When the eba and okro soup was ready, they all descended on the big bowl, calling me the best Mama in the world. Prior to this time, I would be elated but on this day, those words irritated me. As they ate, I thought about the carryovers I would face if I didn’t give attention to my studies.
Around 5 p.m, they all left my room to prepare for the evening service and when I thought I would finally get some rest before my roommates return, a sister walked in and pleaded with me to give her money for airtime. It would be the fourth time she’d be making such demands. I didn’t want her to get offended and run to Sis Bose so I gave her the only 200naira in my purse. She planted a peck on my cheek and instead of leaving, sat down and went into a long tale of her roommate who made her life a living hell. Could she move in with me, she asked. Again, I said Yes even though there were four occupants in my room already.
By the time she left, it was already time for the evening service. After the service, there was going to be a two-hour exam prayer session.
I stood in front of the mirror. ‘I can’t do this anymore. I am going to step down.’
I didn’t care what anyone thought about my incapability. Yes, I had fainted in the day of adversity. I agree that my strength is small. I am a failure.
I broke down in tears. Heart wrenching sobs. My body vibrated. Sweats covered my forehead. I went on my knees and for several minutes couldn’t utter a word. Then I lay on my bed.
Jesus, I am tired. I can’t do this anymore without your help. Please help me. Give me wisdom. Show me what to do.’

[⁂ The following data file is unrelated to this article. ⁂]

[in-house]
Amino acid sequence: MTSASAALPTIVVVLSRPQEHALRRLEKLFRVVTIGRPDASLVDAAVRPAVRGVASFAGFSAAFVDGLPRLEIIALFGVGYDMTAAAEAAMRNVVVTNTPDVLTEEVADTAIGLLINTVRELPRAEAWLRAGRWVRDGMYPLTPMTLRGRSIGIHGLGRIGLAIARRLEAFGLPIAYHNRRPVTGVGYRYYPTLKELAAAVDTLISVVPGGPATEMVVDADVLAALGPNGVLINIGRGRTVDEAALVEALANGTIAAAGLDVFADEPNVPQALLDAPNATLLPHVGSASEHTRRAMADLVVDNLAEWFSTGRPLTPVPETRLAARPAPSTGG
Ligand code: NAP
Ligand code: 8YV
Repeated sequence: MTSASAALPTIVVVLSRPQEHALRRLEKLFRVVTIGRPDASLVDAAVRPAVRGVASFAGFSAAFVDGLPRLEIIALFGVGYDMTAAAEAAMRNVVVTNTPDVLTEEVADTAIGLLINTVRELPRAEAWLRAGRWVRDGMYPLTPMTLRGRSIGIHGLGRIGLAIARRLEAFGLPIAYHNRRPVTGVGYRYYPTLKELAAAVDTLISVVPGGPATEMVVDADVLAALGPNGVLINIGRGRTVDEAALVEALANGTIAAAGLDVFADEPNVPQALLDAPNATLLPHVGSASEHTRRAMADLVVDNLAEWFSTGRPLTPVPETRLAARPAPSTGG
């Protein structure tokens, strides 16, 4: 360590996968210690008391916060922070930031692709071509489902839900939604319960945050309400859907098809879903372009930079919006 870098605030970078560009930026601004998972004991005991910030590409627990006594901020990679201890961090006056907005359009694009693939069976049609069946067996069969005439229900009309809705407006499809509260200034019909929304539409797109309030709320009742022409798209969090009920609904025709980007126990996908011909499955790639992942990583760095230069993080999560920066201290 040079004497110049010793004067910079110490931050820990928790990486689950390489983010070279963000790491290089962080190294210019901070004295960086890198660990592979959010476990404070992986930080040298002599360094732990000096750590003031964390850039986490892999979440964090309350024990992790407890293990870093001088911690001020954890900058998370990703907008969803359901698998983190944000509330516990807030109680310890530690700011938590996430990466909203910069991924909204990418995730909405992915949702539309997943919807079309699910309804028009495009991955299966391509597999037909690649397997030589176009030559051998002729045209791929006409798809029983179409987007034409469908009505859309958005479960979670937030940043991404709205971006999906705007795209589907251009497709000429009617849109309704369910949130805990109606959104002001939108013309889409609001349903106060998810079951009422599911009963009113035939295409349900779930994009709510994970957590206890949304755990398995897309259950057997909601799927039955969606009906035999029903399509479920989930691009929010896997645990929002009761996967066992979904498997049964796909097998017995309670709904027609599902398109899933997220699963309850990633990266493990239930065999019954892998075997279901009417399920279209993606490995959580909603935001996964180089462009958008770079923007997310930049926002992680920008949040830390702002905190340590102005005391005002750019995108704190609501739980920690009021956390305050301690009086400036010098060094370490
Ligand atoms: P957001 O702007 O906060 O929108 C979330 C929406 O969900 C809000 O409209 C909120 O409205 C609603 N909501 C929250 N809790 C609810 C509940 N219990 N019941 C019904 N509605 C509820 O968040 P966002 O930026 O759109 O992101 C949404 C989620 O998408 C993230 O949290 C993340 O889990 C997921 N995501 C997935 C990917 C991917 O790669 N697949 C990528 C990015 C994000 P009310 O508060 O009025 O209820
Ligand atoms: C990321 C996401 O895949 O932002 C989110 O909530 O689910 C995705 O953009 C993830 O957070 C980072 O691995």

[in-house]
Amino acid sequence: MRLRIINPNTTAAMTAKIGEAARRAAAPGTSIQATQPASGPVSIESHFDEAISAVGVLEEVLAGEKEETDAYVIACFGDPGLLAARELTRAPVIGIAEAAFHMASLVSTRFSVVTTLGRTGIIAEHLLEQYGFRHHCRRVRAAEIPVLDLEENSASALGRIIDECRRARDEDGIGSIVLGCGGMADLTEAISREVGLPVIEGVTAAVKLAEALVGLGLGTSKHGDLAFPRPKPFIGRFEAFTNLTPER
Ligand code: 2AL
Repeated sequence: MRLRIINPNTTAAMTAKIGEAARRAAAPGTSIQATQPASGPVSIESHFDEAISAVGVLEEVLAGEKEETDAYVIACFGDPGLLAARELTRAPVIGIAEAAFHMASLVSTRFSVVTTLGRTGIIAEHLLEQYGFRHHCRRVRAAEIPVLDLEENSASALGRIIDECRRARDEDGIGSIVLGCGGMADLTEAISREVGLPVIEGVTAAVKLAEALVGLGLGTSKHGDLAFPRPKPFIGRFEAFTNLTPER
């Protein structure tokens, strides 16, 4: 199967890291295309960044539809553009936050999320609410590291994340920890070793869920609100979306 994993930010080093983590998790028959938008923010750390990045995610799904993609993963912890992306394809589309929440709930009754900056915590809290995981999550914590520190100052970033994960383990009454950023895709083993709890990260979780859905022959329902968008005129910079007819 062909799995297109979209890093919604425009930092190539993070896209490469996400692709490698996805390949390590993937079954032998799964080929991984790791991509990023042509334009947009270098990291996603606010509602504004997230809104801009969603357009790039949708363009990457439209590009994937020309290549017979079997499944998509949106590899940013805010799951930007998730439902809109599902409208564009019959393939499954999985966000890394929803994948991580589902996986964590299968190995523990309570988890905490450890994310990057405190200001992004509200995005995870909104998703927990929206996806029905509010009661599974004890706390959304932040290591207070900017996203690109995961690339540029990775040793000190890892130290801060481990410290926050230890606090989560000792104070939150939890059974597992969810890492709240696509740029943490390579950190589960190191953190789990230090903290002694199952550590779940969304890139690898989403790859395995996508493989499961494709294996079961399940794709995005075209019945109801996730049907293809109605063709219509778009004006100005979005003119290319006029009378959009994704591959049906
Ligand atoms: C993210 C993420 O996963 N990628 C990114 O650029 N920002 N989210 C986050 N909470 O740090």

I don’t know how long I stayed there but it must have been a long time because it was dark and someone was banging at the door. My phone rang several times and stopped. There were voices murmuring outside and more knocks. After some minutes, everywhere was silent. When I looked at the time, it was almost 8p.m. The evening service would have ended and the prayer meeting set to commence but I was not in any mood to go out. I reached for my torchlight and my bible and began to read. For another two hours, my eyes were glued to the pages opened before me. I could hear God say, ‘Finally you have my time.’
‘Jesus.’ I whispered.
I can do all things through Christ who strengthens me.
I muttered those words again. I had this deep reassurance that I could achieve any task by His strength.
I stopped struggling with Sis Bose for the affection of the sisters. I learnt how to enforce discipline from the standpoint of love. I built my knowledge base and became an expert at saying No when necessary.
It was a whole new experience for me. God began to show me how to stay on top of situations without falling apart. Some of the sisters I thought would immediately run back to sis Bose stayed by me and supported me and that left me stunned. Ladies from other fellowships confided in me and I was amazed at the words of counsel that came forth out of my lips. I took all of the lessons from my challenges and mistakes into my one-year youth service where I was appointed the State NCCF General Secretary.